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September 30 2022
Results from a large trial of older adults in the U.S. were recently published in BMJ, detailing the outcome of a 5-year study evaluating the use of s...
In a recent meta-analysis of 9 cohort studies that included a total of nearly 3,000 participants, the relationship between 25-OH vitamin D (25-OHD) plasma levels and statin-associated myopathy was examined, as well as the effect of vitamin D supplementation on statin intolerance. Given that 10-25% of statin users report muscle-associated symptoms, and that over 60% of those that stopped statin therapy did so because of side effects, any benefit to raising vitamin D levels could be very clinically significant.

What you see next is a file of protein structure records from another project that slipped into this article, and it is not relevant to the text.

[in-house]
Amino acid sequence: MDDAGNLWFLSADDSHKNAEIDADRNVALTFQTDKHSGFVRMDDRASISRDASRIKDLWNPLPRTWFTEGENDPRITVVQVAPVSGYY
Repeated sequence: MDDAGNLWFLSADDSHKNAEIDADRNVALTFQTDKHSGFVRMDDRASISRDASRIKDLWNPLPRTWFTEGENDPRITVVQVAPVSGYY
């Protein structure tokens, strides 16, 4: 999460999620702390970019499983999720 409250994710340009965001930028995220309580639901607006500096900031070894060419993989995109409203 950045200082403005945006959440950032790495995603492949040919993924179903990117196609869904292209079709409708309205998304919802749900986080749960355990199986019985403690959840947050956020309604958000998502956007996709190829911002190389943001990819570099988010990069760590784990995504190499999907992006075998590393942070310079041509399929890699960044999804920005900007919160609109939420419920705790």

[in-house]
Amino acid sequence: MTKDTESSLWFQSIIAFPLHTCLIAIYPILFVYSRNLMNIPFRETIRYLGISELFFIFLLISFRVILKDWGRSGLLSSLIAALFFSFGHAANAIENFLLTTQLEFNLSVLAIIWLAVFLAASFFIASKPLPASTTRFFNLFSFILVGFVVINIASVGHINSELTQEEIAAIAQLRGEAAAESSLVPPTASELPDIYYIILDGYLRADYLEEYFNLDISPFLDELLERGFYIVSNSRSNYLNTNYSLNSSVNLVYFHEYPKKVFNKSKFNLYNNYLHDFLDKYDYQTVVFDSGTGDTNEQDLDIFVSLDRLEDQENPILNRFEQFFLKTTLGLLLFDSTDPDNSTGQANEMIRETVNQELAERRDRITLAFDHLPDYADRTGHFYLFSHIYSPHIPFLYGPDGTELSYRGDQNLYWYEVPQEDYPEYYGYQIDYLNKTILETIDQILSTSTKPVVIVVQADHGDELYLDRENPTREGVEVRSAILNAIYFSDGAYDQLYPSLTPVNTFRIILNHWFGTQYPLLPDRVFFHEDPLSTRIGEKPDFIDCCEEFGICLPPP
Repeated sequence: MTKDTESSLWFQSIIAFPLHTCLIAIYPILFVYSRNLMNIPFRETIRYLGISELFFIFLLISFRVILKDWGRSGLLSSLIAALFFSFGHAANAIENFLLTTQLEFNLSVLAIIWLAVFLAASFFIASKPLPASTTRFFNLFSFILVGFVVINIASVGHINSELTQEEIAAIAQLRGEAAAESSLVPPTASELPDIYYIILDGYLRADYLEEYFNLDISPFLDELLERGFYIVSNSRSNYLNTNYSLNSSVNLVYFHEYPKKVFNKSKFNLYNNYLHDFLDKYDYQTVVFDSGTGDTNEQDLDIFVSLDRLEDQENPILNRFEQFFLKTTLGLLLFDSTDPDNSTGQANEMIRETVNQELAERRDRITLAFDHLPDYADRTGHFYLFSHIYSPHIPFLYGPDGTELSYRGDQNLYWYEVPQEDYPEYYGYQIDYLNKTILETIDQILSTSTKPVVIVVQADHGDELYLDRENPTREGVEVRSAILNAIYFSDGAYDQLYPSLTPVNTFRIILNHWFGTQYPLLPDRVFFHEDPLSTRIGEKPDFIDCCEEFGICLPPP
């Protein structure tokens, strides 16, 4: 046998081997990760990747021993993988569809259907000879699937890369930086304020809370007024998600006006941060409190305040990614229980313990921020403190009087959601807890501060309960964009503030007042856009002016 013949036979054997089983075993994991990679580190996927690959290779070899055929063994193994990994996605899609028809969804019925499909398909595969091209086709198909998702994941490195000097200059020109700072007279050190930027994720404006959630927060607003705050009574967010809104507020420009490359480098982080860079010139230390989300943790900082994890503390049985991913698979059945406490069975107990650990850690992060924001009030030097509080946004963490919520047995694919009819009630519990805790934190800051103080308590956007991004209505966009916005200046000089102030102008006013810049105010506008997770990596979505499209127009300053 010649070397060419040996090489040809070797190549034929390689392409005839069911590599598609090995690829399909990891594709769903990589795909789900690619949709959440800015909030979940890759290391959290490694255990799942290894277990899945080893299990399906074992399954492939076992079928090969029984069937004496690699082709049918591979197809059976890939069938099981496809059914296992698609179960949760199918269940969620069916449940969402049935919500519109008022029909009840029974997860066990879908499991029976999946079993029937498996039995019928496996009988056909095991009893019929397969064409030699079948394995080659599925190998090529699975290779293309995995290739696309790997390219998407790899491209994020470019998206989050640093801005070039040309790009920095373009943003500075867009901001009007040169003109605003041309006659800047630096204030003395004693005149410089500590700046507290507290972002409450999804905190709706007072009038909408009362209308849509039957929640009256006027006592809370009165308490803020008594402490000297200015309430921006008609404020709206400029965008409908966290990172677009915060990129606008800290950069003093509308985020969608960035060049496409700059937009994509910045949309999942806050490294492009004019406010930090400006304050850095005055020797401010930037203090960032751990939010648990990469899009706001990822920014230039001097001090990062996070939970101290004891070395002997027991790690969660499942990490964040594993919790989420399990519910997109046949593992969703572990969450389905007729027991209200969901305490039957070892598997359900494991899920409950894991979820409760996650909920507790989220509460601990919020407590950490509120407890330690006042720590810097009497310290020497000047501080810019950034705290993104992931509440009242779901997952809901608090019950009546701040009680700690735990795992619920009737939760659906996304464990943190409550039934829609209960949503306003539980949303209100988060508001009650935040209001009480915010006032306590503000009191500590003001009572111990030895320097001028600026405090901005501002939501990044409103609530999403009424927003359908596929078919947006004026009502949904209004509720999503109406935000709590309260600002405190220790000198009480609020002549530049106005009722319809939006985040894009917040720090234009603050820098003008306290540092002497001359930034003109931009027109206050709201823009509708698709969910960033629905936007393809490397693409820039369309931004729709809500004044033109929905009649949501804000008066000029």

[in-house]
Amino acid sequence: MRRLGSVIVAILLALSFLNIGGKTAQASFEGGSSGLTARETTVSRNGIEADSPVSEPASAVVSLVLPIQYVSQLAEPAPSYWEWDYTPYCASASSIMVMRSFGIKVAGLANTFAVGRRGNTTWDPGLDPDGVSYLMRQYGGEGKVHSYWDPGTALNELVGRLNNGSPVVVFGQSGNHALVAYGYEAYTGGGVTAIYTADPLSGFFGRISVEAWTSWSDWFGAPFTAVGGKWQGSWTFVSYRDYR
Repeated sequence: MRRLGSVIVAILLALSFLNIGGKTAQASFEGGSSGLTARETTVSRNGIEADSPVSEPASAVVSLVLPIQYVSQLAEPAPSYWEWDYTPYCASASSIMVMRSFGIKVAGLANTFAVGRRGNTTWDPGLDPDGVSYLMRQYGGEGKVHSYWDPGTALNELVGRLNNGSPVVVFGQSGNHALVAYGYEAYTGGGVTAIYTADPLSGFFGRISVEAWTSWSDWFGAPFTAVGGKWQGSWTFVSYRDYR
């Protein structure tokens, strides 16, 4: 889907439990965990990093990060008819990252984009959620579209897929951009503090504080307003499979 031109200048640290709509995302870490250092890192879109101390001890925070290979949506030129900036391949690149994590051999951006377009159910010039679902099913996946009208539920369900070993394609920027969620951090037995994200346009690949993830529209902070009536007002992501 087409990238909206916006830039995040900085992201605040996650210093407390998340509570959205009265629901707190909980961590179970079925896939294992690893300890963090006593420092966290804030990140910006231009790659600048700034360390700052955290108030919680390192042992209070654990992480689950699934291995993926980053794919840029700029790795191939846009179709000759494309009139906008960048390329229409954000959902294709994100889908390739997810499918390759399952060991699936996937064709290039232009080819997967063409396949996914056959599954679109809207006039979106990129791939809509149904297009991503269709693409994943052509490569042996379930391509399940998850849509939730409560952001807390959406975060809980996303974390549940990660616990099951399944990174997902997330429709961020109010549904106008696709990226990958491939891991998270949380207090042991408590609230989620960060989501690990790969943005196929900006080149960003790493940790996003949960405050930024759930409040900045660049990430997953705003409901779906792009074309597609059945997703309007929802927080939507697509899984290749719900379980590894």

The meta-analysis revealed that the 25-OHD plasma level of participants with statin-related myopathy was significantly lower than those of participants without statin-related muscular adverse events. Additionally, re-challenge with statin therapy (after discontinued use due to side effects) was more successful following vitamin D supplementation (in participants with low vitamin D levels). Indeed, the pooled tolerance rate was nearly 90% following vitamin D supplementation.
Although this meta-analysis was not designed to determine causality, several mechanisms were suggested, related to the role of cholesterol in vitamin D biosynthesis, as well as the physiological effects of vitamin D on skeletal muscle and/or the influence of vitamin D on statin metabolism. Regardless of the mechanism, this suggests that a determination of 25-OHD status before beginning statin therapy should be considered, and that supplementation is very likely to help with statin tolerance in those with insufficient vitamin D status and statin intolerance.